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July 17, 1968 - Image 3

Resource type:
Michigan Daily, 1968-07-17

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Wednesday July 17, 1968
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Fortas explains
White House role

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WASHINGTON (P) - Justice
Abe/ Fortas publicly acknowledged
yesterday that while serving on
the Supreme Court he assisted
President Johnson in White House
conferences on Vietnam and civil
disorders in the United States.
But he also told the Senate Ju-
diciary Committee his role was
simply that of summarizing for
the President what others had
"It would be very misleading to
allow the impression to prevail
that this is a matter of frequen-
cy," Fortas said.
A dvocate
post service
mission named by President John-
son recommended yesterday that
the nation's faltering, deficit-rid-
den mail service be turned over to
a federal corporation patterned
after private enterprise.
Presenting to Johnson a 212-
page package of revolutionary
ideas, the Commission on Postal
Organization also broached three
other major recommendations:
-Elimination of all political
patronage jobs from the postal
-Fixing of mail rates by exec-
utives of the proposed corporation,
subject only to veto by Congress.
-Introduction of true collec-
tive bargaining to determine com-
pensation for postal workers, now
largely decided by Congress.

"It occurs very seldom and it
has occurred only in matters that
are very perplexing and that are
critical in importance to the Pres-
ident and he wants some addi-
tional assistance."
Fortas told the committee that
"whatever opportunity I have to
serve my country" in this manner
will end next Jan. 20. This was a
reference to the date on which
Johnson's term will end.
'Fortas appeared before the
committee to testify on his nom-
ination to be chief justice of the
United States. He is the first nom-
inee for that office to be quizzed,
by a congressional committee.
Sen. Robert P. Griffin (R-
Mich) leading a fight against For-
tas' confirmation, urged the com-
mittee last week to look into re-
ports that Fortas is playing a big
role in White House policy mak-
Griffin criticized Fortas' White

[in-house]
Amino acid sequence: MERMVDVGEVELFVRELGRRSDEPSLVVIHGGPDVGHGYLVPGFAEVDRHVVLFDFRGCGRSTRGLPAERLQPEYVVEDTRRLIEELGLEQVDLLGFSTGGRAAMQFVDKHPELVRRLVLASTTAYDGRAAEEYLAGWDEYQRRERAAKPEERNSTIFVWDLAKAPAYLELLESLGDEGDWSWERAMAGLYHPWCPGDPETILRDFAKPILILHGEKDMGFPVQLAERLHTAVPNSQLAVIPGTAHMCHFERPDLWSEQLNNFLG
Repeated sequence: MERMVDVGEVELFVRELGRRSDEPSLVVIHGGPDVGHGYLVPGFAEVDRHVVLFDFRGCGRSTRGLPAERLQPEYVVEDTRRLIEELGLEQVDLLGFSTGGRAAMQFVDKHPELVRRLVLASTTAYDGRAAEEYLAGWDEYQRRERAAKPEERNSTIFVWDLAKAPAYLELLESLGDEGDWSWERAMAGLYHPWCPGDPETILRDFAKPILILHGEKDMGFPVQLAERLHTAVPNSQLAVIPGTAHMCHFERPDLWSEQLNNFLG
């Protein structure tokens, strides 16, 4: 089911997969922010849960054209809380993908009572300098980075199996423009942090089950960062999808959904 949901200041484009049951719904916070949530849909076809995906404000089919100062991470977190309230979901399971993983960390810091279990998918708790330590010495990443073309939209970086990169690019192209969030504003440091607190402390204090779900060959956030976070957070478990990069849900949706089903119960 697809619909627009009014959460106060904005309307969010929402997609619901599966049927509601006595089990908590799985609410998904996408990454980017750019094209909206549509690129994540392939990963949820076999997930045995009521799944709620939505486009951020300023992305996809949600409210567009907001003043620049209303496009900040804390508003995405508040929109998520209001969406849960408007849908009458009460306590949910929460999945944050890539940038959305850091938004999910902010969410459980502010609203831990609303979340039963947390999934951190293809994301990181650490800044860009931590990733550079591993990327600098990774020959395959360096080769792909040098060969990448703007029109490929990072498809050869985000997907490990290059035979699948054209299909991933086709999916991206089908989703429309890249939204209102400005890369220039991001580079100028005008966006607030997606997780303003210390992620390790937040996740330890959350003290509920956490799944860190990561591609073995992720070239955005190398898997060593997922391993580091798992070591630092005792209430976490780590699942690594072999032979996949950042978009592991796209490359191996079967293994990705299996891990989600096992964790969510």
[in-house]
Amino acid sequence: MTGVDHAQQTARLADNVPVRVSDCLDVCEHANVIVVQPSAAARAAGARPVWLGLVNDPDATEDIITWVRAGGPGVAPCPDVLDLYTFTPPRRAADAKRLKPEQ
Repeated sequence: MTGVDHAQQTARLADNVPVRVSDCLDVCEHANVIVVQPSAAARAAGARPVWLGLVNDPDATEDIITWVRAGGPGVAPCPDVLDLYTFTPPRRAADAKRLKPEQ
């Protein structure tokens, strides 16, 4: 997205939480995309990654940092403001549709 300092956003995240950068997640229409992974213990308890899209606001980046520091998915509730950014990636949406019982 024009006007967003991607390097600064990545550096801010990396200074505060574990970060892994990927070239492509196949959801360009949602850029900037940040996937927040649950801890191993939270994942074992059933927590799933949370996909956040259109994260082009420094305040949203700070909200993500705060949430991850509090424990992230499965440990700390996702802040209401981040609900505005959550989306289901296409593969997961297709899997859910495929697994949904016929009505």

House role in an impromptu news
conference outside the hearing
Griffin charged, "It breaches
the basic fundamental concept of
separation of power or at least
brings it into question."
Griffin indicated he would pro-
ceed with plans for a Senate fili-
buster against confirmation.
Fortas is an old friend of John-
son and long was legal adviser
to the Johnson family.
The questioning got quickly to
this issue.
"I don't believe," Fortas said,
"that I have at any time since
I have been a justice of the Su-
preme Court recommended any-
body for any position."
Moreover, he added: "I have
never initiated any suggestion or
any proposal to the President of
the United States." '

-Associated Press
Sens McCarthy on the campaign trail
McCarthy on suburbs

GENEVA ()-President John-
son told the opening session of the
17-nation disarmament confer-
ence yesterday that "the fate of
mankind" may depend upon the
way the United States and the
Soviet Union face their respon-
sibility to prevent a nuclear arms
In a message to the conference,
Johnson made clear the United
States' was eager to take up a
Soviet proposal for mutual dis-
cussions on limiting strategic and
defense nuclear weapons systems,
including the antimissile missile.
Soviet Delegate Alexei A. Rosh-
chin agreed on the importance of
discussions b u t disappointed
ern officials by insisting on prior-
ity for an international conven-
tion banning the use of nuclear
weapons. The West feels such a
convention could not be enforced.
Johnson said it is expected that
the United States and the Soviet
Union "will shortly reach a deci-
sion on the time and place for
talks" on. limiting nuclear wea-
pons systems.
"The United States," he said,
"would be prepared to consider
reductions in existing systems.
This would cut back effectively-
and for the first time-on the
vast potentials for destruction
which each side possesses."
Without an agreement, he con-
tinued "the nuclear arms race
could escalate to new levels."